Sports

The NFL’s Bashed-in Moral Compass

October 15, 2014

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The NFL’s Bashed-in Moral Compass

The latest brouhaha about professional football players beating up their little wimmen has me shocked, shocked that such a thing could take place in modern day America, home of the depraved. But before I go on about why black football multimillionaires don’t get enough violence on the playing field but have to bring it home with them, a word about head trauma.

When I was a fresh kid from Europe in lower school at Lawrenceville in 1949, I was given some pads and a helmet and told to tackle the one carrying the ball. Tackle low, tackle clean, was the order of the day. The only concussion I ever got after six years of prep school was when I fell backwards from a dorm stoop while dead drunk on the last day of my last year. Mind you, everyone back then tackled low and clean; the head-butt tackle was made popular much later by black dudes coming into the pros from great places of higher learning like Florida State and Miami U.

“The league’s recent admission that around 30 percent of players will suffer from accelerated cognitive impairment is as damning as it is hypocritical. All it has to do is change the rules.”

I recently watched a documentary on the New York Giants circa 1956. The names are now forgotten, but Sam Huff, Andy Robustelli, Arnie Weinmeister, and Frank Gifford are Hall of Famers. As are Roosevelt Brown and Rosey Grier—well, Grier made the New Jersey Hall of Fame for Sports, anyway—two black players who, in the film, were as articulate as they were fierce but clean on the field. I suspect both Roosevelts came from a two-parent family, as it was customary back then. Which brings me to the point of this column: The NFL today is mostly made up of African-American young men whose fathers went missing somewhere along the way.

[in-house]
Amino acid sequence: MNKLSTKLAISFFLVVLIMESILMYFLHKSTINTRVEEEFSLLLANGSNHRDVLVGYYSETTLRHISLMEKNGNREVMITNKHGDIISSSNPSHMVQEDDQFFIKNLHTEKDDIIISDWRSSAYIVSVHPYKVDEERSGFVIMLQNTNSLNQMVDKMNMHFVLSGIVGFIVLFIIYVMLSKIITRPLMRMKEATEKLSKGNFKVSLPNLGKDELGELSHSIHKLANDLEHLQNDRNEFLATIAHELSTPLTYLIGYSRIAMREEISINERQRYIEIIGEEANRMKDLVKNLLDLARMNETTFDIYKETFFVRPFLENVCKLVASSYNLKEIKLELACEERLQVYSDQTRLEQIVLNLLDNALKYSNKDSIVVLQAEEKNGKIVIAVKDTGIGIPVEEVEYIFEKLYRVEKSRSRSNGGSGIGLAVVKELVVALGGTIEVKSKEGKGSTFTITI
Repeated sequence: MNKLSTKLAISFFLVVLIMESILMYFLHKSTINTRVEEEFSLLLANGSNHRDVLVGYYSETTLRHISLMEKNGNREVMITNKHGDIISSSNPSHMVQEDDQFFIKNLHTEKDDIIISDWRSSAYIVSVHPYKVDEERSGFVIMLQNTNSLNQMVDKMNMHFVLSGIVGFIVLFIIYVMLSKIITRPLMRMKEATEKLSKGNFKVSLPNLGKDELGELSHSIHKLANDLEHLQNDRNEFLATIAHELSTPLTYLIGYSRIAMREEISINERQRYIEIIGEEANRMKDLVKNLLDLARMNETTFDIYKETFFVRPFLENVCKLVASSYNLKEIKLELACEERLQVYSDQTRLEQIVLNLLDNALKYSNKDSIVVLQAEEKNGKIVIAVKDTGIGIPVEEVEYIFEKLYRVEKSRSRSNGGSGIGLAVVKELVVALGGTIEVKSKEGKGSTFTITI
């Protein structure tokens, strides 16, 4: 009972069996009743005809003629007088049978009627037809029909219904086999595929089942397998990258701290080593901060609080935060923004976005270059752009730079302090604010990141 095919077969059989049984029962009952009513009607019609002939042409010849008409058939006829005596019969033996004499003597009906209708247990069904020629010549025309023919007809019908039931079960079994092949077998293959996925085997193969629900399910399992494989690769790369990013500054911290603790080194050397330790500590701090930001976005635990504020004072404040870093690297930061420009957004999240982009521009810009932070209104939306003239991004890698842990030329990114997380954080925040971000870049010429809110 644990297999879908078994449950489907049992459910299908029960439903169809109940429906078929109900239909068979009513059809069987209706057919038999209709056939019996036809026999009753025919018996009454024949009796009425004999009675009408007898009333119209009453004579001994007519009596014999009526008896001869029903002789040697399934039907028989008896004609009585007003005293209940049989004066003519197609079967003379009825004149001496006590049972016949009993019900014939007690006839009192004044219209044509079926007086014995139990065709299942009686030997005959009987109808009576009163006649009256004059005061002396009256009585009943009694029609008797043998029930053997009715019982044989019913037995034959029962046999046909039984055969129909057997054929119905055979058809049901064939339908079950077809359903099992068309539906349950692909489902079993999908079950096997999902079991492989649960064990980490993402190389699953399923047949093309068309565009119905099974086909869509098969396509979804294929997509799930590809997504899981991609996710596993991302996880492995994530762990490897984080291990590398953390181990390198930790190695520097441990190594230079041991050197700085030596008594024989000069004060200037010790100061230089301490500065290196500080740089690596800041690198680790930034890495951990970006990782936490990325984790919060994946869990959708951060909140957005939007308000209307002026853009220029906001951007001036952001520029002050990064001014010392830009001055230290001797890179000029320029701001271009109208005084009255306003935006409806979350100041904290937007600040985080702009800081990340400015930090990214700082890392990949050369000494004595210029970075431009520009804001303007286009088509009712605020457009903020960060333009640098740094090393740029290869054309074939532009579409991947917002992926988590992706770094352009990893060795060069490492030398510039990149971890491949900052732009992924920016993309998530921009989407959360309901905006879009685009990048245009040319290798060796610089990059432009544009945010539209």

It is a microcosm of the black American family today, and the NFL kerfuffle is no different. It is a sad indictment of American life that young black males are still almost as likely to end up in prison as at university. The violent acts committed by NFL players against women and children are no different from the violence across America in black households, with the exception that football players are millionaires. But American black leaders don’t want to know. A black kid with a book is acting white, according to the race hustlers, and criticizing black violence is blaming the victim. As Charles Barkley said while defending Adrian Peterson, who beat his four-year-old with a rather thick tree branch, “every black parent in the South is going to be in jail.”

A wise black man once said, “If our people studied calculus like we studied basketball, we’d be running MIT.” Yes, that’s true, but it takes a father to make the kid become interested in calculus, not a mother on drugs who had the kid at 15 and has had six more children while he was growing up on the street. The NFL is worth almost ten billion dollars in annual revenues, and what it sells is violence, however controlled. It is no different from the rest of the entertainment industry that sells us blood and gore nonstop, except that it’s for real, without the ketchup. College football does not exactly lag behind the pros where domestic violence is concerned. Jameis (sic) Winston won the Heisman trophy as a freshman last year at FSU—a bit like Oxford with palm trees instead of dreaming spires—while the voting committee knew that he had allegedly raped a fellow student and was fighting the case in court.


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